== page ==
Widespread Antidepressant Use in Alzheimer’s is Concerning

black man depression
black man depression
The efficacy of antidepressants in Alzheimer's is still controversial.

Antidepressant use was higher in patients with Alzheimer’s disease than in patients without, according to a study published in International Journal of Geriatric Psychiatry

Researchers from Finland conducted a study to evaluate the incidence of antidepressant use in patients with and without Alzheimer’s disease from 9 years prior to 4 years after Alzheimer’s disease diagnosis and to assess the incidence of different antidepressants. 

Using register-based data from the Medication use and Alzheimer’s disease cohort of all Finnish patients diagnosed with Alzheimer’s disease in 2005-2011, the team identified 62 104 patients with Alzheimer’s disease and 62 104 age- and gender-matched comparators. Data from the Prescription Register provided information on antidepressant drugs that were dispensed during 1995–2012. Incidence rate between patients with and without Alzheimer’s disease was compared using Poisson regression.

Study results indicated a higher incidence of antidepressant use in patients with Alzheimer’s disease during the overall study period vs patients without Alzheimer’s disease. The highest rate was seen at 6 months post-diagnosis (rate ratio 5.22, 95% CI: 4.77–5.72). Selective serotonin reuptake inhibitors (SSRIs) were the most frequent group of antidepressants that were initiated among Alzheimer’s disease patients (61.3%).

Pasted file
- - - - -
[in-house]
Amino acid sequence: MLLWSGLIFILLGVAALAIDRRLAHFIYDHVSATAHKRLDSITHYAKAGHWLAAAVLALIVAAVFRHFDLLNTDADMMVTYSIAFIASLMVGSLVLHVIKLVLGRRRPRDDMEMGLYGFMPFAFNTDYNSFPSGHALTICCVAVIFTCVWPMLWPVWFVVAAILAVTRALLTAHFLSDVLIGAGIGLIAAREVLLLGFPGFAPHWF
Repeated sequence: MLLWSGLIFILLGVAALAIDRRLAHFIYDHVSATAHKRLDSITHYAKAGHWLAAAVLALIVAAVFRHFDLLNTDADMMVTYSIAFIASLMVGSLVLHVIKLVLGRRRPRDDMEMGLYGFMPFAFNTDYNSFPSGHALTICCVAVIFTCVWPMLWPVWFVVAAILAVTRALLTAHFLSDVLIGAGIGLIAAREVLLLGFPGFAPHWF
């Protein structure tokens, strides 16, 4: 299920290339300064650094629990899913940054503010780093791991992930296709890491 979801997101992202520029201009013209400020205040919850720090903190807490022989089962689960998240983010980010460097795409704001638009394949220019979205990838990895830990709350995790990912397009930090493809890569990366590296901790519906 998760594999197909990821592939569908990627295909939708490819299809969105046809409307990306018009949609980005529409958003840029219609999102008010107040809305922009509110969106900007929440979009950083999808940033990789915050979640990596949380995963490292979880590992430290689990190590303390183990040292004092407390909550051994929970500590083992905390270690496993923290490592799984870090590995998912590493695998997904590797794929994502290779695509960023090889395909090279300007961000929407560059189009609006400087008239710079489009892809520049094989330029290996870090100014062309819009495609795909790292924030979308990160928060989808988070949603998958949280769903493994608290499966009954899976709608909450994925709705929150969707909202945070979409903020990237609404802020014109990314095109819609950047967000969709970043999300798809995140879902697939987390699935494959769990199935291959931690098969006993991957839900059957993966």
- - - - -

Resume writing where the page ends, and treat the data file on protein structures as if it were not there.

Researchers noted the higher antidepressant use was not attributed to a history of hospital-treated psychiatric disorders. Growing use of antidepressants in patients with Alzheimer’s disease is of concern since their “efficacy is controversial and their use is associated with adverse events,” the authors concluded.


Puranen A, Taipale H, Koponen M, et al. Incidence of antidepressant use in community-dwelling persons with and without Alzheimer’s disease: 13-year follow-up. Int J Geriatr Psychiatry. 2016; doi:10.1002/gps.4450.

This article originally appeared on MPR